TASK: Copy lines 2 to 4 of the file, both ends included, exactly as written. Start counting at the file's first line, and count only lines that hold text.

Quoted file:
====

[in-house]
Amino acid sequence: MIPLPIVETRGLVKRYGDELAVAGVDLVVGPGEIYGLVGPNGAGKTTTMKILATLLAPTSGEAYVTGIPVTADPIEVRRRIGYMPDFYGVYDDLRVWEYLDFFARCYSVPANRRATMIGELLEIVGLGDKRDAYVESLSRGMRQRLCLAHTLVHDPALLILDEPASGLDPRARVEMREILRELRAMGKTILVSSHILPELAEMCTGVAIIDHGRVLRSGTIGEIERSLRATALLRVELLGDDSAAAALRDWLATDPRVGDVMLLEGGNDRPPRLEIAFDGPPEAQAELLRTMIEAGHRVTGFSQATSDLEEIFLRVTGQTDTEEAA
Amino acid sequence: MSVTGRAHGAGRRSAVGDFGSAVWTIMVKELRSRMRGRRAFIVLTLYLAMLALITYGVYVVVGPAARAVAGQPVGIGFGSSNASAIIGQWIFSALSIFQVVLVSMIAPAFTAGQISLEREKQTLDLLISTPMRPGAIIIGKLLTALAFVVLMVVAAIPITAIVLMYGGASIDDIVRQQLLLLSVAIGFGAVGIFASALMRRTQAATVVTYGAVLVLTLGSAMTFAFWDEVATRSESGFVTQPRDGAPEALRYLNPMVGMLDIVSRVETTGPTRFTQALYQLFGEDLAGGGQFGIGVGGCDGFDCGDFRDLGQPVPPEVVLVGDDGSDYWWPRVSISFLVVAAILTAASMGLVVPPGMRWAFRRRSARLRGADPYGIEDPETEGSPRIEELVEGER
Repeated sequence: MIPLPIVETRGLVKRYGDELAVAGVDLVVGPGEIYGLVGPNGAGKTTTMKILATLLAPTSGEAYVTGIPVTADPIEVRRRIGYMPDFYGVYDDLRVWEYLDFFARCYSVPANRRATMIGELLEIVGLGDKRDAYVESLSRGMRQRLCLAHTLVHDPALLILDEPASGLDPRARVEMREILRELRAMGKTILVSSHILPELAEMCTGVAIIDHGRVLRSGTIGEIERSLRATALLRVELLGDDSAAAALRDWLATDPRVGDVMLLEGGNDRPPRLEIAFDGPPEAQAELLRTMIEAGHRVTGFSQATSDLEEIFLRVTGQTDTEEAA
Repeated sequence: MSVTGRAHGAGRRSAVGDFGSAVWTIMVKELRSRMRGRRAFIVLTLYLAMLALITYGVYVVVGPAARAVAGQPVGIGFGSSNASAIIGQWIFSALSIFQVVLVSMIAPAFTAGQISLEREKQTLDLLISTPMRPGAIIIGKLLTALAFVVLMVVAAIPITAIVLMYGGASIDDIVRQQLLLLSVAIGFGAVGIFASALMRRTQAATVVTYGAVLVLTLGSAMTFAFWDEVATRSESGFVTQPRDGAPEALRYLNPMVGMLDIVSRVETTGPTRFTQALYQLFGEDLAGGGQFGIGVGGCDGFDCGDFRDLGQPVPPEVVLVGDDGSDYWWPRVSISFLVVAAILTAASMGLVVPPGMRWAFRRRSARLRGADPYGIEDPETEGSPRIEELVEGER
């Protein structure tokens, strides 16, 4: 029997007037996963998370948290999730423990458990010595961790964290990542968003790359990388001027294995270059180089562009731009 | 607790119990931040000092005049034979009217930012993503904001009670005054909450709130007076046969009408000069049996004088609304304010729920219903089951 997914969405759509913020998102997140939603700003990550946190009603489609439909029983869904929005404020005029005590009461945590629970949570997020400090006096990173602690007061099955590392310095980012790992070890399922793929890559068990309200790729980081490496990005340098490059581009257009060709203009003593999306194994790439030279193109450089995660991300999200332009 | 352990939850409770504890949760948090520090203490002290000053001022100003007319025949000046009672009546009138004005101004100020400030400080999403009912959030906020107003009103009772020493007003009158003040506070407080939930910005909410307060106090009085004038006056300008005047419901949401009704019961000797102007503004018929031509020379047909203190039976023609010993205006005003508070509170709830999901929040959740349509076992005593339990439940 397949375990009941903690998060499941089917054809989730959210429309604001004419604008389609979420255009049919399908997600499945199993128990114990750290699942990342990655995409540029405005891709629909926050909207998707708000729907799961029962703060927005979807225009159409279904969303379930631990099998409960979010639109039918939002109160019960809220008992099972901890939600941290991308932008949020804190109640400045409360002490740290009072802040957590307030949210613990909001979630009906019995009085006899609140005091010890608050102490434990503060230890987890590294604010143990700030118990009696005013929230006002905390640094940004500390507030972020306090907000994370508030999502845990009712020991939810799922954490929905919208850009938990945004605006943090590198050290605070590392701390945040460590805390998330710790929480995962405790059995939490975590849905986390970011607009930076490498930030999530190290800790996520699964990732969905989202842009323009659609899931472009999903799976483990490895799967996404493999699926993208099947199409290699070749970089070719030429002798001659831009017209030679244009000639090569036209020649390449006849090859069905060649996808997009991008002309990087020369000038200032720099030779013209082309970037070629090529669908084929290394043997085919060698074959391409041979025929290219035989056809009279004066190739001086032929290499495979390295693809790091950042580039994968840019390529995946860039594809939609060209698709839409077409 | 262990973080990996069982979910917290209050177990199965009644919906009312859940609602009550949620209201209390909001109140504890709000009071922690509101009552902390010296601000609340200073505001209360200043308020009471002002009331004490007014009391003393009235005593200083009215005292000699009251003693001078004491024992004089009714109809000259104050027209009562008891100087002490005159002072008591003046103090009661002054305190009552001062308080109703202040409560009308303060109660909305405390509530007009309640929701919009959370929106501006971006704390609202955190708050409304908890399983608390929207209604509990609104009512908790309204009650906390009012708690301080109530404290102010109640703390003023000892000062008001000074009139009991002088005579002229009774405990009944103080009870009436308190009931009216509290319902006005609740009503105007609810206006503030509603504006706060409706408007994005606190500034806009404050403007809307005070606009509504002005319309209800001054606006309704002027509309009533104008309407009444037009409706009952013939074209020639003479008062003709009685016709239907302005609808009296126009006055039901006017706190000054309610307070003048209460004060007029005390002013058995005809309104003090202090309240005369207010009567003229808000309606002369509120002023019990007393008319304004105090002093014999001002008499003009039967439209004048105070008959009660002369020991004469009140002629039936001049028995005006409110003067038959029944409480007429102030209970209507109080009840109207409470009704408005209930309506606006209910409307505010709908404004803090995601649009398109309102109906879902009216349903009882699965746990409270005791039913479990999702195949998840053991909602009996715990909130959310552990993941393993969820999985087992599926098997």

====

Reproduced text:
Amino acid sequence: MIPLPIVETRGLVKRYGDELAVAGVDLVVGPGEIYGLVGPNGAGKTTTMKILATLLAPTSGEAYVTGIPVTADPIEVRRRIGYMPDFYGVYDDLRVWEYLDFFARCYSVPANRRATMIGELLEIVGLGDKRDAYVESLSRGMRQRLCLAHTLVHDPALLILDEPASGLDPRARVEMREILRELRAMGKTILVSSHILPELAEMCTGVAIIDHGRVLRSGTIGEIERSLRATALLRVELLGDDSAAAALRDWLATDPRVGDVMLLEGGNDRPPRLEIAFDGPPEAQAELLRTMIEAGHRVTGFSQATSDLEEIFLRVTGQTDTEEAA
Amino acid sequence: MSVTGRAHGAGRRSAVGDFGSAVWTIMVKELRSRMRGRRAFIVLTLYLAMLALITYGVYVVVGPAARAVAGQPVGIGFGSSNASAIIGQWIFSALSIFQVVLVSMIAPAFTAGQISLEREKQTLDLLISTPMRPGAIIIGKLLTALAFVVLMVVAAIPITAIVLMYGGASIDDIVRQQLLLLSVAIGFGAVGIFASALMRRTQAATVVTYGAVLVLTLGSAMTFAFWDEVATRSESGFVTQPRDGAPEALRYLNPMVGMLDIVSRVETTGPTRFTQALYQLFGEDLAGGGQFGIGVGGCDGFDCGDFRDLGQPVPPEVVLVGDDGSDYWWPRVSISFLVVAAILTAASMGLVVPPGMRWAFRRRSARLRGADPYGIEDPETEGSPRIEELVEGER
Repeated sequence: MIPLPIVETRGLVKRYGDELAVAGVDLVVGPGEIYGLVGPNGAGKTTTMKILATLLAPTSGEAYVTGIPVTADPIEVRRRIGYMPDFYGVYDDLRVWEYLDFFARCYSVPANRRATMIGELLEIVGLGDKRDAYVESLSRGMRQRLCLAHTLVHDPALLILDEPASGLDPRARVEMREILRELRAMGKTILVSSHILPELAEMCTGVAIIDHGRVLRSGTIGEIERSLRATALLRVELLGDDSAAAALRDWLATDPRVGDVMLLEGGNDRPPRLEIAFDGPPEAQAELLRTMIEAGHRVTGFSQATSDLEEIFLRVTGQTDTEEAA